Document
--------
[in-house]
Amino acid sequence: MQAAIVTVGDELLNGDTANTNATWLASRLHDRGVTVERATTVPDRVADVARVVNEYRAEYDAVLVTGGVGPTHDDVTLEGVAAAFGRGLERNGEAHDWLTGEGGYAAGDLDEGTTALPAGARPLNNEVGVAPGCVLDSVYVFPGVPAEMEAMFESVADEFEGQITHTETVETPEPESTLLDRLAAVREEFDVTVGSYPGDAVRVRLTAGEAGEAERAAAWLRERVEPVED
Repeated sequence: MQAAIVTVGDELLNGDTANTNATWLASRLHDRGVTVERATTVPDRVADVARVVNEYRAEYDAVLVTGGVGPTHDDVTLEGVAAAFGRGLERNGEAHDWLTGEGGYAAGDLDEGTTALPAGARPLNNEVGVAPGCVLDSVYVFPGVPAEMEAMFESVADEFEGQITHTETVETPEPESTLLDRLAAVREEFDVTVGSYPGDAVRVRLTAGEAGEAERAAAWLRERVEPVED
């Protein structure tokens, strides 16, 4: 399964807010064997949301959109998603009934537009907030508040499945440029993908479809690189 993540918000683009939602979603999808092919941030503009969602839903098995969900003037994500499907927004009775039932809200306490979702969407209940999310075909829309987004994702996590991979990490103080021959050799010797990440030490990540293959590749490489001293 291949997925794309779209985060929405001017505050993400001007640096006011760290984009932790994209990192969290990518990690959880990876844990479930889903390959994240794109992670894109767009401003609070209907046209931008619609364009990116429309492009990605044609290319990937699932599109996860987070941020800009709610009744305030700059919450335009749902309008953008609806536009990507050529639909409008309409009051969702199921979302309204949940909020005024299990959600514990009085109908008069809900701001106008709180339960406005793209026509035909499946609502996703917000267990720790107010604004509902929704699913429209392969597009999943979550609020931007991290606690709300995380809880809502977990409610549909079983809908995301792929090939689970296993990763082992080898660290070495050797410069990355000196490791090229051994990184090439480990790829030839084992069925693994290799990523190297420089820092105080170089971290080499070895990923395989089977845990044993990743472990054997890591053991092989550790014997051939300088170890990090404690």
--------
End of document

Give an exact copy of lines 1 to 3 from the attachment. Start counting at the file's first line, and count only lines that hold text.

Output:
[in-house]
Amino acid sequence: MQAAIVTVGDELLNGDTANTNATWLASRLHDRGVTVERATTVPDRVADVARVVNEYRAEYDAVLVTGGVGPTHDDVTLEGVAAAFGRGLERNGEAHDWLTGEGGYAAGDLDEGTTALPAGARPLNNEVGVAPGCVLDSVYVFPGVPAEMEAMFESVADEFEGQITHTETVETPEPESTLLDRLAAVREEFDVTVGSYPGDAVRVRLTAGEAGEAERAAAWLRERVEPVED
Repeated sequence: MQAAIVTVGDELLNGDTANTNATWLASRLHDRGVTVERATTVPDRVADVARVVNEYRAEYDAVLVTGGVGPTHDDVTLEGVAAAFGRGLERNGEAHDWLTGEGGYAAGDLDEGTTALPAGARPLNNEVGVAPGCVLDSVYVFPGVPAEMEAMFESVADEFEGQITHTETVETPEPESTLLDRLAAVREEFDVTVGSYPGDAVRVRLTAGEAGEAERAAAWLRERVEPVED